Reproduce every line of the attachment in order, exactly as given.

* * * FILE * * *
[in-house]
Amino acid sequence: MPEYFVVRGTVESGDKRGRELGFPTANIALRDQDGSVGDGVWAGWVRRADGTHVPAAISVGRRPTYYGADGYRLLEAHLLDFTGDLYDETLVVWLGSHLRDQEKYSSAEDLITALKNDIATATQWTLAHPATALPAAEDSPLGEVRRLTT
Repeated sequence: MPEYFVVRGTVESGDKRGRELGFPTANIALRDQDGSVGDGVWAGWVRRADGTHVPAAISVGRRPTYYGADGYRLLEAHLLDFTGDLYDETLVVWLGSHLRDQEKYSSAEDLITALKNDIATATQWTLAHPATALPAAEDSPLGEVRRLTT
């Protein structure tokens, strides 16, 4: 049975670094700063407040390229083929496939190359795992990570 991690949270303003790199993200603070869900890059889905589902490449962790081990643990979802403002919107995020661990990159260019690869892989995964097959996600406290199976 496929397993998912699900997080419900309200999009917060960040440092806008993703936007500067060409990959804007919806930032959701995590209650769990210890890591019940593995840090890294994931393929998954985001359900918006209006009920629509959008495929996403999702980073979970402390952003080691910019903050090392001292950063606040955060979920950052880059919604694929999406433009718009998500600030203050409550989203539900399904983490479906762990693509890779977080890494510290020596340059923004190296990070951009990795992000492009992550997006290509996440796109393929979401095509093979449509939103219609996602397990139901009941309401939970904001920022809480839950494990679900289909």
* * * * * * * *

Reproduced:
[in-house]
Amino acid sequence: MPEYFVVRGTVESGDKRGRELGFPTANIALRDQDGSVGDGVWAGWVRRADGTHVPAAISVGRRPTYYGADGYRLLEAHLLDFTGDLYDETLVVWLGSHLRDQEKYSSAEDLITALKNDIATATQWTLAHPATALPAAEDSPLGEVRRLTT
Repeated sequence: MPEYFVVRGTVESGDKRGRELGFPTANIALRDQDGSVGDGVWAGWVRRADGTHVPAAISVGRRPTYYGADGYRLLEAHLLDFTGDLYDETLVVWLGSHLRDQEKYSSAEDLITALKNDIATATQWTLAHPATALPAAEDSPLGEVRRLTT
């Protein structure tokens, strides 16, 4: 049975670094700063407040390229083929496939190359795992990570 991690949270303003790199993200603070869900890059889905589902490449962790081990643990979802403002919107995020661990990159260019690869892989995964097959996600406290199976 496929397993998912699900997080419900309200999009917060960040440092806008993703936007500067060409990959804007919806930032959701995590209650769990210890890591019940593995840090890294994931393929998954985001359900918006209006009920629509959008495929996403999702980073979970402390952003080691910019903050090392001292950063606040955060979920950052880059919604694929999406433009718009998500600030203050409550989203539900399904983490479906762990693509890779977080890494510290020596340059923004190296990070951009990795992000492009992550997006290509996440796109393929979401095509093979449509939103219609996602397990139901009941309401939970904001920022809480839950494990679900289909």